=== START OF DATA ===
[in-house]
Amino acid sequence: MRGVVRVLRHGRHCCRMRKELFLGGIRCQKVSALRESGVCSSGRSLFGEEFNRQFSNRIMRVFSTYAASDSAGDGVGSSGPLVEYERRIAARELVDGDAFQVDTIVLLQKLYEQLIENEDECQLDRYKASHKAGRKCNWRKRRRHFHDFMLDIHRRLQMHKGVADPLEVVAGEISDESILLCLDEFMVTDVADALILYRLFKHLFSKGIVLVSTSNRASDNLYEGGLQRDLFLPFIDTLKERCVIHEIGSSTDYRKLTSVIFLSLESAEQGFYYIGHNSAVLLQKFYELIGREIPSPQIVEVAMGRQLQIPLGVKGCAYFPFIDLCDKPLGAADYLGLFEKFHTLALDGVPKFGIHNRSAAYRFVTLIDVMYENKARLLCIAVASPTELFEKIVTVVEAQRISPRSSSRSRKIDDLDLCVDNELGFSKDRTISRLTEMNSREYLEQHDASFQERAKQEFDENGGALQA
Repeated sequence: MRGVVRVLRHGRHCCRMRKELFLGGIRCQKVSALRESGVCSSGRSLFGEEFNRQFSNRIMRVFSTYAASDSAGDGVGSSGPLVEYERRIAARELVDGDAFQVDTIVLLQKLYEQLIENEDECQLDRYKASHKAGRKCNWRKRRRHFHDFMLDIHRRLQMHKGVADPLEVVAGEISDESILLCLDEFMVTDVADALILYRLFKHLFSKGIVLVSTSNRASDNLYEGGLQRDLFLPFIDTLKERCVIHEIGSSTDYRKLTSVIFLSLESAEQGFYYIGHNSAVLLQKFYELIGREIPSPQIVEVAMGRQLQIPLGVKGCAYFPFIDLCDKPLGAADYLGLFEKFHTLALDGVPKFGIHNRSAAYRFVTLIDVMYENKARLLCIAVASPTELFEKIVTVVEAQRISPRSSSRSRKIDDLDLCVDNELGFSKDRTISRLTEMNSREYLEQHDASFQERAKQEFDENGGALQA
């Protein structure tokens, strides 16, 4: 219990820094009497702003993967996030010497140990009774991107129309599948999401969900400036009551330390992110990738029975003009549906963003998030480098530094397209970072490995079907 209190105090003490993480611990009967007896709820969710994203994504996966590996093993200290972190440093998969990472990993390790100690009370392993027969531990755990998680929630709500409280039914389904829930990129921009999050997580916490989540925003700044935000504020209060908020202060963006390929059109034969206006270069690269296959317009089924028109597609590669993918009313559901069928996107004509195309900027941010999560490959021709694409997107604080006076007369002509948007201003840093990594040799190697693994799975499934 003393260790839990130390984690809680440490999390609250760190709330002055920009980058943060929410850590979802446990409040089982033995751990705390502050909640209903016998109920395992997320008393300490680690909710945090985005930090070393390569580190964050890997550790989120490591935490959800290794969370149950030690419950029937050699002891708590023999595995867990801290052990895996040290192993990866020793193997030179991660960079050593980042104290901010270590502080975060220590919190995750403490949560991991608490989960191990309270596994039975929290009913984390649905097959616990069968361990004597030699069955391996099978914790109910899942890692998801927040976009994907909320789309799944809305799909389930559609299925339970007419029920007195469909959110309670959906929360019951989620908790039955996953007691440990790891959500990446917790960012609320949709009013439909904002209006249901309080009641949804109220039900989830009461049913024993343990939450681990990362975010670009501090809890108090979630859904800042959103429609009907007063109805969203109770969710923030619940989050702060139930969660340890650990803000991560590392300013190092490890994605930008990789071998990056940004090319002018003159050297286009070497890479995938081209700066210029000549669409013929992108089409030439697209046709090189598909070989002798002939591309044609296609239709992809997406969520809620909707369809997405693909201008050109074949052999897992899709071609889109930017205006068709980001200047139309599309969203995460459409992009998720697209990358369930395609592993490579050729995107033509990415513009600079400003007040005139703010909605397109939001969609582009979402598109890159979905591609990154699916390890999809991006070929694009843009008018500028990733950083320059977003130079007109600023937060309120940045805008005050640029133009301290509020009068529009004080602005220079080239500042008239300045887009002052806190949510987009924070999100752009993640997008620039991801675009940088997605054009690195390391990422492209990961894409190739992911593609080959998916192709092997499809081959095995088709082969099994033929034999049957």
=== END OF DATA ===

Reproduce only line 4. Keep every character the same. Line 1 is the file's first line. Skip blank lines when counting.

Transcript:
């Protein structure tokens, strides 16, 4: 219990820094009497702003993967996030010497140990009774991107129309599948999401969900400036009551330390992110990738029975003009549906963003998030480098530094397209970072490995079907 209190105090003490993480611990009967007896709820969710994203994504996966590996093993200290972190440093998969990472990993390790100690009370392993027969531990755990998680929630709500409280039914389904829930990129921009999050997580916490989540925003700044935000504020209060908020202060963006390929059109034969206006270069690269296959317009089924028109597609590669993918009313559901069928996107004509195309900027941010999560490959021709694409997107604080006076007369002509948007201003840093990594040799190697693994799975499934 003393260790839990130390984690809680440490999390609250760190709330002055920009980058943060929410850590979802446990409040089982033995751990705390502050909640209903016998109920395992997320008393300490680690909710945090985005930090070393390569580190964050890997550790989120490591935490959800290794969370149950030690419950029937050699002891708590023999595995867990801290052990895996040290192993990866020793193997030179991660960079050593980042104290901010270590502080975060220590919190995750403490949560991991608490989960191990309270596994039975929290009913984390649905097959616990069968361990004597030699069955391996099978914790109910899942890692998801927040976009994907909320789309799944809305799909389930559609299925339970007419029920007195469909959110309670959906929360019951989620908790039955996953007691440990790891959500990446917790960012609320949709009013439909904002209006249901309080009641949804109220039900989830009461049913024993343990939450681990990362975010670009501090809890108090979630859904800042959103429609009907007063109805969203109770969710923030619940989050702060139930969660340890650990803000991560590392300013190092490890994605930008990789071998990056940004090319002018003159050297286009070497890479995938081209700066210029000549669409013929992108089409030439697209046709090189598909070989002798002939591309044609296609239709992809997406969520809620909707369809997405693909201008050109074949052999897992899709071609889109930017205006068709980001200047139309599309969203995460459409992009998720697209990358369930395609592993490579050729995107033509990415513009600079400003007040005139703010909605397109939001969609582009979402598109890159979905591609990154699916390890999809991006070929694009843009008018500028990733950083320059977003130079007109600023937060309120940045805008005050640029133009301290509020009068529009004080602005220079080239500042008239300045887009002052806190949510987009924070999100752009993640997008620039991801675009940088997605054009690195390391990422492209990961894409190739992911593609080959998916192709092997499809081959095995088709082969099994033929034999049957």